Hong Kong protesters march to US Consulate
Protests calling on US President Donald Trump to intervene in the ongoing Hong Kong political standoff escalated rapidly Sunday, with marchers setting fire to a barricade outside a subway station entrance in the city’s business district.
Earlier in the day, tens of thousands of protesters waving US flags marched on Hong Kong’s US Consulate to call for help from the Trump administration in ending a three-month confrontation with the government.
The march began in the Chater Garden public park in Central before heading to the consulate as part of the 14th straight weekend of public demonstrations in the Asian financial hub.
In a letter which protesters planned to presented to consulate officials, the group calls for the passing of the proposed “Hong Kong Human Rights and Democracy Act 2019” by the US Congress.
One banner carried at the march read “President Trump, please liberate Hong Kong” in English. Some marchers sang the US national anthem as they moved towards the consulate.
“We share the same US values of liberty and democracy,” 30-year-old banker David Wong said. “USA is a country of democracy. Donald Trump is elected by his people. We want this.”
The protests began peacefully but rapidly deteriorated into violence and vandalism over the afternoon, after police appeared to arrest a number of people in the busy Central subway station.
Protesters erected a barricade at one of the subway exits before being setting it on fire. Other exits had their glass windows smashed or defaced with graffiti.
The Sunday clashes indicate that an attempt by the Hong Kong government to defuse the crisis by withdrawing a controversial China extradition bill on Wednesday, one of the official five demands of the protest movement, had failed.
Leading activists said the move was too little too late and already on Sunday groups of protesters have been heard chanting, “Five demands, not one less.”
The march is unlikely to end allegations by the Chinese government and state-run media that the United States has been interfering in the Hong Kong protests.
Speaking last week, Hong Kong and Macau Affairs Office spokesman Yang Guang accused US politicians of “shooting their mouths off” on the demonstrations.
‘Most favored nation’ status
US President Donald Trump has shown little inclination to get involved in the Hong Kong protests since they began in June.
In August he said he hoped the demonstrations would eventually work out “for everybody, including China” and that no one gets hurt.
But some US politicians have been pushing for greater US action to help the protesters, with some even pushing for an official re-evaluation of Hong Kong’s “most-favored-nation” trade status with the United States.
That special status gives countries certain trade advantages, including lower tariffs on imported goods, according to the US government.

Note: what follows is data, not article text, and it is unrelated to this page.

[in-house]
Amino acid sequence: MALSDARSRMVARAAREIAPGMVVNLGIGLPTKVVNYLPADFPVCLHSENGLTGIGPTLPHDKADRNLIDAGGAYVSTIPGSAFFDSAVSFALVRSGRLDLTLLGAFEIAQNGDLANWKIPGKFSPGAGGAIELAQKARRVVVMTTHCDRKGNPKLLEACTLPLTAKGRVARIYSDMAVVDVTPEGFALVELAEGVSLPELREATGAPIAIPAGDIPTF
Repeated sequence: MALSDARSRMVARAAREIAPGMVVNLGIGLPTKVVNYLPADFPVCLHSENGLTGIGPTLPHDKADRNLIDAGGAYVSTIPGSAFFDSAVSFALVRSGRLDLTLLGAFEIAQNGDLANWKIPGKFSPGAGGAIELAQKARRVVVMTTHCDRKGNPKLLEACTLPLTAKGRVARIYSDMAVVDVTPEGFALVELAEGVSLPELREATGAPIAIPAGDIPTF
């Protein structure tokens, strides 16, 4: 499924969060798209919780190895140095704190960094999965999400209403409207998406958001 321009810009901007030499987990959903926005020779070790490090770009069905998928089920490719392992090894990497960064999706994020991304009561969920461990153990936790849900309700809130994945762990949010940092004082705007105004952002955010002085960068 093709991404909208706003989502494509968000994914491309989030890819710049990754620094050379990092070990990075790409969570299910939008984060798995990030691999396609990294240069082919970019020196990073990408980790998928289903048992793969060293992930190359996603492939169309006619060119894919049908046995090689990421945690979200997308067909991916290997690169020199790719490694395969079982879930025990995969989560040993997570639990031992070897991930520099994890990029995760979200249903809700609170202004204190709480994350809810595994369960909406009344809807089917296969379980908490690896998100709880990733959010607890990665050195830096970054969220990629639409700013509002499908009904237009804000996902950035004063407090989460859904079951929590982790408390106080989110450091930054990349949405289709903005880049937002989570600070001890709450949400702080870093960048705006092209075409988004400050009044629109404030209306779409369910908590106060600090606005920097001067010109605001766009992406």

A bipartisan group of US senators introduced the “Hong Kong Human Rights and Democracy Act” in June, which requires an annual check that Hong Kong is autonomous enough “to justify special treatment.”
It’s this act which some protesters are calling on the US Congress to pass to put additional pressure on the Hong Kong government and Beijing to accede to their demands.
The interest US politicians have shown in Hong Kong, including Vice President Mike Pence and the Democrat Party leadership, have led to accusations from China that Washington is behind the three-month long demonstrations.
“It is an open secret in Hong Kong that the forces protesting the extradition bill have been sponsored by the US,” Chinese state-run tabloid Global Times said in an editorial in July. Multiple high-ranking Chinese Foreign Ministry officials have repeated the claim without any proof.
The US State Department responded that Chinese claims of their involvement are “ridiculous.”
Months of protest chaos
Protest organizers say millions of people have taken to the streets of Hong Kong since early June, in protests which evolved from objections to the planned extradition bill into wider calls for greater democracy and civil rights.
Currently the protest movement has five demands, including an investigation into allegations of police brutality and the release of arrested demonstrators.
On Wednesday, Chief Executive Carrie Lam announced one of the protesters’ demands would be met by withdrawing the extradition bill from the local parliament.
But so far the government has refused to meet any of the other demands.
Despite the withdrawal by Lam, there have been clashes between police and protesters every night in the past week.
Much of the action has focused on the streets around Prince Edward subway station, in the residential and commercial hub of Mong Kok, where video from Sunday night showed police officers chasing down and forcefully arresting protesters.
Demonstrators at Sunday’s march said that they’re not going to back down until all their demands are met. “It’s just like going to work,” 64-year-old protester Felix Wu said, laughing.